A Modest, and Perhaps Naïve, Proposal

Yesterday the Board of Education for the city of Los Angeles voted to allow private operators to run up to one third of the district’s public schools. The decision comes on the heels of other major cities – New Orleans, Philadelphia, the District of Columbia – who decided to hand significant portions of their public schools over to charter companies. And in some cities, notably Milwaukee, major voucher programs continue.  With these developments as backdrop, and more sure to come, the elite debate that pits proponents of privatization against opponents is sounding increasingly antiquated.

The fact is, the line between public and private in American education has always been blurred, and it is only growing more so.  But when reforms are contemplated that would transfer responsibilities across the public-private divide, the ensuing debate almost invariably pits one group sounding the wonders of choice and competition against another insisting that we recommit ourselves to a system of education that is essentially public in nature.

None of this is especially useful.  And the arguments that are offered are almost never new.  Like our health care system, our education system, through and through, contains a mix of public and private operators offering a range of services, often within the same building, to America’s children.  The real question is not whether our system of education will be public or private, but what kinds of regulations the state will impose on America’s schools, and what aspects of education will be subject to collective bargaining arrangements.

Unfortunately, the public debate rarely gets around to these important details. And so they are left to elected officials and teacher unions to haggle over in the quiet solitudes of back boardrooms—like Superintendent Ramon Cortines is doing now in Los Angeles.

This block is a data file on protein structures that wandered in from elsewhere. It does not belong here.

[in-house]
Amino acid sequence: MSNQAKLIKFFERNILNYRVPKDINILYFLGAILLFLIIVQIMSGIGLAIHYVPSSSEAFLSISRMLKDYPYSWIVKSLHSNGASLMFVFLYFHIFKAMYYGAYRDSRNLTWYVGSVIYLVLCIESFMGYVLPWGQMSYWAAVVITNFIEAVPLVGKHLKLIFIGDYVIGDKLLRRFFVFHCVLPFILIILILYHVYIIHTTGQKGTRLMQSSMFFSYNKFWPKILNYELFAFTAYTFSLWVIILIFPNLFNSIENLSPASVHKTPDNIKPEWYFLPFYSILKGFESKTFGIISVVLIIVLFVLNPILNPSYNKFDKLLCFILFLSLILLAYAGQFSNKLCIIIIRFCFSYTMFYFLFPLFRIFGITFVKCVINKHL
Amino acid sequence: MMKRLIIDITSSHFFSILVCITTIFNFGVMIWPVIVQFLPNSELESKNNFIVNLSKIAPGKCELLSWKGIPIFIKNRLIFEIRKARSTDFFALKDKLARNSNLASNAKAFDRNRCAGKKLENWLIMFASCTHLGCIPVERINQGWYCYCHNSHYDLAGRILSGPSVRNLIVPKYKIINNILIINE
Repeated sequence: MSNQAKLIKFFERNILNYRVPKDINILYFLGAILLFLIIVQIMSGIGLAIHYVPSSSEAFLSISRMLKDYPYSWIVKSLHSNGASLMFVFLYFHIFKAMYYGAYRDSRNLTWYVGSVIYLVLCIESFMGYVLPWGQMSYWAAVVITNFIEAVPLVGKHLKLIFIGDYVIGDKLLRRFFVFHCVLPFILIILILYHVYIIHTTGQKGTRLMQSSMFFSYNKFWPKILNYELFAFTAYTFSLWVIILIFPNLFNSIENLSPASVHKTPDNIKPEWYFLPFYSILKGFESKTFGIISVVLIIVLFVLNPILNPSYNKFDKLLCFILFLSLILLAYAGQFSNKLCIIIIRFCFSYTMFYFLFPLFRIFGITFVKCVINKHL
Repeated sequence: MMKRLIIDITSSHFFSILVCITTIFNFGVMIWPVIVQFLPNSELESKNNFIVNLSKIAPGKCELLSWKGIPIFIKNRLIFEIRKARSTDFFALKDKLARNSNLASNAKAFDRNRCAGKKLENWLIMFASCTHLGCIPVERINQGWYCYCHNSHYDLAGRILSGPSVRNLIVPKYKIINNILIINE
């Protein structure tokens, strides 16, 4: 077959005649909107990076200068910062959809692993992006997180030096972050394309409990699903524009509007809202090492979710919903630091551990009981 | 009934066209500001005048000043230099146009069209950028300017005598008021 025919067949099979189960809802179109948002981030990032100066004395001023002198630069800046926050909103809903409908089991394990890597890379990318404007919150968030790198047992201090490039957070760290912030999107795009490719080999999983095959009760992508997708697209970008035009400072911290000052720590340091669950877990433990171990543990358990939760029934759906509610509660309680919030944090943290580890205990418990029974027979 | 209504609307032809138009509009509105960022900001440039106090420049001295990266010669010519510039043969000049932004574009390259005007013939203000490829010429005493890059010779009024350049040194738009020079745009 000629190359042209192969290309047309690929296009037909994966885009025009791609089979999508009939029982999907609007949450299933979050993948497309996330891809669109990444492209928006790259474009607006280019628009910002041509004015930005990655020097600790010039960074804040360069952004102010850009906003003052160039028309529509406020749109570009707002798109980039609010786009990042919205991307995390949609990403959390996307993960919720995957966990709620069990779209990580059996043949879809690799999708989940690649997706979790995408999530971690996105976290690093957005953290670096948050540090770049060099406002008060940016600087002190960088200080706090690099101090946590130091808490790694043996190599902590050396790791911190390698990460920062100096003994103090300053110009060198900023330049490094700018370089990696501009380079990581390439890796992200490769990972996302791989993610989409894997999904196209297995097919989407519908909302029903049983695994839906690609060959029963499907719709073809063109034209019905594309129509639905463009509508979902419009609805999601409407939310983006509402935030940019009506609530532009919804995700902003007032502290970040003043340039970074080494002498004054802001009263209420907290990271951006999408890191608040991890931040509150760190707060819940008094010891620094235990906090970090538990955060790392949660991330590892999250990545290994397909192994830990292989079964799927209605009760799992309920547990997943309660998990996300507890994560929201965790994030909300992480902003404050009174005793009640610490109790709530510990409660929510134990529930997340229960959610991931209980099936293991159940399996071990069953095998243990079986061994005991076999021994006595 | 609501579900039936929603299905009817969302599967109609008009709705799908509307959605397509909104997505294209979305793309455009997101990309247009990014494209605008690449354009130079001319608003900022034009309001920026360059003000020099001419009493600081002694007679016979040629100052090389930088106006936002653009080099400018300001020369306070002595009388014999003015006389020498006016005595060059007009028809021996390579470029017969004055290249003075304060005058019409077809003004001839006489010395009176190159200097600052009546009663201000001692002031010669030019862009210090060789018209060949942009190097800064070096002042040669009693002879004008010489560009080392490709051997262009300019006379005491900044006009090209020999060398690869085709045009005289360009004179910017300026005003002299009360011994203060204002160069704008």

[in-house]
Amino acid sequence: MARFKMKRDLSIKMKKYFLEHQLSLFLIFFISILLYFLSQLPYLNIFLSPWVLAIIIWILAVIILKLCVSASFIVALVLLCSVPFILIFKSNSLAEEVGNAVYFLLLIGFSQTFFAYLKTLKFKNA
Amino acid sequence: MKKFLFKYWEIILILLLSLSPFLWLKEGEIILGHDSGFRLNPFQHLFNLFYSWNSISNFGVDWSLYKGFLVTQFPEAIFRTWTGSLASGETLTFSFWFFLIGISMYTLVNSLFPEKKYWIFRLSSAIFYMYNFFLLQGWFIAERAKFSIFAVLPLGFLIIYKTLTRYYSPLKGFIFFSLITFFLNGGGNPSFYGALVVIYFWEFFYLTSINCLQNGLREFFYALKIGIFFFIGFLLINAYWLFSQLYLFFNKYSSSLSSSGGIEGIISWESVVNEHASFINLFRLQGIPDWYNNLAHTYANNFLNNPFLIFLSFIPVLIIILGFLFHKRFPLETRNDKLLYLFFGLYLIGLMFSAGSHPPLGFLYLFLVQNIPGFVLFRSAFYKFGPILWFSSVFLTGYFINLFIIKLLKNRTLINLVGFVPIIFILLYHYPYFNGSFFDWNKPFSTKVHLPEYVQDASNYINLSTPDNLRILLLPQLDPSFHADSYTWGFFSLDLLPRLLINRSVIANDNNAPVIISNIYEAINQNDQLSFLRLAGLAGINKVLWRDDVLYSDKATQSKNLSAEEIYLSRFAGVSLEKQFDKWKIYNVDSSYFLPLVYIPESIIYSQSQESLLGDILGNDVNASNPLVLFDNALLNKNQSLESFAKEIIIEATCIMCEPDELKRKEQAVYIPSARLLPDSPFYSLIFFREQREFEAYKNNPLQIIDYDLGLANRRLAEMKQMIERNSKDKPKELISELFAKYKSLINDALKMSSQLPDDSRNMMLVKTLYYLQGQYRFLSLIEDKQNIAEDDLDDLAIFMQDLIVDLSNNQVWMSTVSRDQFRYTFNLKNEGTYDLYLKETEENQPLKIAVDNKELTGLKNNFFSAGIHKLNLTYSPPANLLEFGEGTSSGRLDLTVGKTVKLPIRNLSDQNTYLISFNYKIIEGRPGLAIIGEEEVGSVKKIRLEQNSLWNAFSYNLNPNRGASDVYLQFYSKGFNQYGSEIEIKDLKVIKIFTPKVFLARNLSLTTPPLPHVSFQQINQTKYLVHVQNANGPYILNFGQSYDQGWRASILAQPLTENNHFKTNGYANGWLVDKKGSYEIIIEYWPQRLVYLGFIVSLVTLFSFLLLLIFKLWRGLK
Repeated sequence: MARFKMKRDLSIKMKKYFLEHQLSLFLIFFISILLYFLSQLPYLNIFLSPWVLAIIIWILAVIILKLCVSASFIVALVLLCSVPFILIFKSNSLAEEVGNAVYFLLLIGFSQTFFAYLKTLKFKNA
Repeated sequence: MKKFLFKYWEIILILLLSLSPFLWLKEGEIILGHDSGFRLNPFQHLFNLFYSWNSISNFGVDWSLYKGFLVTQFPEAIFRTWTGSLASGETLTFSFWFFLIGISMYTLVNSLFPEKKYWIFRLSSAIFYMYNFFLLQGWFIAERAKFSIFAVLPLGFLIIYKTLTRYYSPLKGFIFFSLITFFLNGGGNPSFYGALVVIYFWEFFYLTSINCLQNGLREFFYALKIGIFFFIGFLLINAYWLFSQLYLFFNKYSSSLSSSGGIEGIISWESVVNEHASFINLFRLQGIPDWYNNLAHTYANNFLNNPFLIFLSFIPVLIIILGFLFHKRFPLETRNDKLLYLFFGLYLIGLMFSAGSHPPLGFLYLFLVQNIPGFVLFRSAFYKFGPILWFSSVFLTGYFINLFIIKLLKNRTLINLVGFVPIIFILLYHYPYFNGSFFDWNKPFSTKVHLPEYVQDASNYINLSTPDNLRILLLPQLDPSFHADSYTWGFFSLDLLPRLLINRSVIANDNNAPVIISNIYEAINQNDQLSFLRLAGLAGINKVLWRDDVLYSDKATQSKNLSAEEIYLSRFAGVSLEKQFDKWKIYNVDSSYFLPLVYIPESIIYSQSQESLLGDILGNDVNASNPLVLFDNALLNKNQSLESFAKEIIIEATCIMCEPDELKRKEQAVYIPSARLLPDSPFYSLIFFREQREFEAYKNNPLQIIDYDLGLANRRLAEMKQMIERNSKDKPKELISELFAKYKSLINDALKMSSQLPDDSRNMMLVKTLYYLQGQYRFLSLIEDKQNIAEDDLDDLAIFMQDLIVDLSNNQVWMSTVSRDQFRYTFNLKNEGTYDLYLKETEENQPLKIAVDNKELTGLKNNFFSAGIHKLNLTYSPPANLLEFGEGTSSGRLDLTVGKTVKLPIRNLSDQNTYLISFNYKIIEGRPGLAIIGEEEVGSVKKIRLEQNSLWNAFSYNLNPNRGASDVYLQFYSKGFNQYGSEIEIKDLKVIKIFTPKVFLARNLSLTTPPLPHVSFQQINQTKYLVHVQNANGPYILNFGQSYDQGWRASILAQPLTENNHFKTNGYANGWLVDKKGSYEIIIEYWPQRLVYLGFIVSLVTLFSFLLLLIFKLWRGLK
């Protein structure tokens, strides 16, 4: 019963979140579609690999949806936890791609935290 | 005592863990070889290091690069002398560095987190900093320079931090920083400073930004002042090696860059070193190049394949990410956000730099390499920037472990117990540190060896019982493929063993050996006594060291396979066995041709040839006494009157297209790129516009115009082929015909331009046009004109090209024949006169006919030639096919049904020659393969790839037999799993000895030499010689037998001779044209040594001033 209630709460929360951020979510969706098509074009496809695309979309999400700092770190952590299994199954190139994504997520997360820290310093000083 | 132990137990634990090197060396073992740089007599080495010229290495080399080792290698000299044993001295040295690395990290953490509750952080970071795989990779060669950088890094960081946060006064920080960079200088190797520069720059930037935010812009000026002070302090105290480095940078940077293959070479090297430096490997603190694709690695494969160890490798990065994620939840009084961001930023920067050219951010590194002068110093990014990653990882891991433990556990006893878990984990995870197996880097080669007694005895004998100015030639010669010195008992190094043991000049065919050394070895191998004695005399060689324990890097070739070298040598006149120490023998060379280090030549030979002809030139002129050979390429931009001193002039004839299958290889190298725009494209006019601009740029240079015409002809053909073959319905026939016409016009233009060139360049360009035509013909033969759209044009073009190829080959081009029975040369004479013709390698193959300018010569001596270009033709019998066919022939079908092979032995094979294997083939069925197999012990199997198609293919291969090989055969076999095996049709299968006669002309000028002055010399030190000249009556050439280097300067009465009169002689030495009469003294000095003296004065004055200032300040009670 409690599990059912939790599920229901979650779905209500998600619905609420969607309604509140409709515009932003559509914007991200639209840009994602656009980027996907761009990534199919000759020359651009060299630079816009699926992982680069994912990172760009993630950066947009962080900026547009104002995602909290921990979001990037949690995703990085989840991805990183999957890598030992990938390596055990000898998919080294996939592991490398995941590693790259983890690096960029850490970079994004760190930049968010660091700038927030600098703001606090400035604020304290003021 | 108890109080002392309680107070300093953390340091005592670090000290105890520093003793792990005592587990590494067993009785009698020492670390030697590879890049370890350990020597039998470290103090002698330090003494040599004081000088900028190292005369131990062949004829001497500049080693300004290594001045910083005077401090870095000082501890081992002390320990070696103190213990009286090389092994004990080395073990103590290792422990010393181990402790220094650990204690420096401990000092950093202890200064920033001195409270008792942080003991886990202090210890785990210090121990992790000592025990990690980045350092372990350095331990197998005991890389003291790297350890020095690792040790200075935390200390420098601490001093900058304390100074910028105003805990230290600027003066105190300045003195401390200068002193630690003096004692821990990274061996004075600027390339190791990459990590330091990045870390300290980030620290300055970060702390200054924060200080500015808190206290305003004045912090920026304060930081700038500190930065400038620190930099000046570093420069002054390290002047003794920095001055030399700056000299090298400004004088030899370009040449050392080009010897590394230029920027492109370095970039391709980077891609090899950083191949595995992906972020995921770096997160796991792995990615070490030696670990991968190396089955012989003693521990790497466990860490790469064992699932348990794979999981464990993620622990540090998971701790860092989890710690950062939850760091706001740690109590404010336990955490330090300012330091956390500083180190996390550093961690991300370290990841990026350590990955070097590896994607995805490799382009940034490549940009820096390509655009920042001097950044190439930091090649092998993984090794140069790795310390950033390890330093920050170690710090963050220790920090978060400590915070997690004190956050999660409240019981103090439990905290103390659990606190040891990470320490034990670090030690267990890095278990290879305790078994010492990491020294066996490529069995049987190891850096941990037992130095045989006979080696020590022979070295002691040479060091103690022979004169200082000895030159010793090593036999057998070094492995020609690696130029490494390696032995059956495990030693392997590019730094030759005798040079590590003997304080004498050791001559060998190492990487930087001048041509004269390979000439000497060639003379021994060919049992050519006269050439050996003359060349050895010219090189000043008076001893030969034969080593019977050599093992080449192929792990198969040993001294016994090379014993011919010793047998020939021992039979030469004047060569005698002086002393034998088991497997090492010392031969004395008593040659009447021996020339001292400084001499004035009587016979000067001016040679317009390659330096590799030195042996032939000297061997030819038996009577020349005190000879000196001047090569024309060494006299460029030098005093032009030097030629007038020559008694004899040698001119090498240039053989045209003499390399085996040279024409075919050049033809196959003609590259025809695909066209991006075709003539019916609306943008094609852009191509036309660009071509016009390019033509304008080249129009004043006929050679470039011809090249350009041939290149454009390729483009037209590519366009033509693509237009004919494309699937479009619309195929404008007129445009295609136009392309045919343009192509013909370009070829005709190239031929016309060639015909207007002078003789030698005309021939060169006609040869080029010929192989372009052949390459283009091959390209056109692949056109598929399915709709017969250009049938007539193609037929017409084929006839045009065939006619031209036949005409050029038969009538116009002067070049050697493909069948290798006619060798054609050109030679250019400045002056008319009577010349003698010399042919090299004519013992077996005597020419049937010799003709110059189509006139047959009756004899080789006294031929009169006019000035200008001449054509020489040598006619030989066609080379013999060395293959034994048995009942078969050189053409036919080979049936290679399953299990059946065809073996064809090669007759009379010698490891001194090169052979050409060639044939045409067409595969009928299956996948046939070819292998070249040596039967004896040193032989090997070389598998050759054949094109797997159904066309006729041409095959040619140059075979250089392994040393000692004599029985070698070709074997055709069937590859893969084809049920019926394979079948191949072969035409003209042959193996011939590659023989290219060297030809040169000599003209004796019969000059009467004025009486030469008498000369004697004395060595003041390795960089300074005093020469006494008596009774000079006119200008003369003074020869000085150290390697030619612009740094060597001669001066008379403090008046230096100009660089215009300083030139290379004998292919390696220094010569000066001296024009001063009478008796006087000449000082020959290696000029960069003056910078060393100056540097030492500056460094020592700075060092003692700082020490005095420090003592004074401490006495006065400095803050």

With the hopes of shifting the public debate onto more productive ground, I’d like to suggest the following: those who traditionally argue on behalf privatization should come forward and suggest an area of private schools that the state should regulate; and those who put their stock entirely with traditional public schools should recognize an aspect of education that decidedly should not be regulated by the state.

At the end of this exchange, it may turn out that proponents of privatization only offer anti-discrimination clauses on the basis of race and religion, and stalwarts of traditional public schools insist that every protection of teachers remain in force. But I suspect, and I suppose hope, that some among the two sides will find areas of agreement that their public rhetoric entirely belies—and that this might serve as a basis for a more fruitful exchange, which, heaven forbid, might productively inform the important decisions that Cortines is making about which schools will be operated by which private operators under what kinds of contracts and with what system of oversight.

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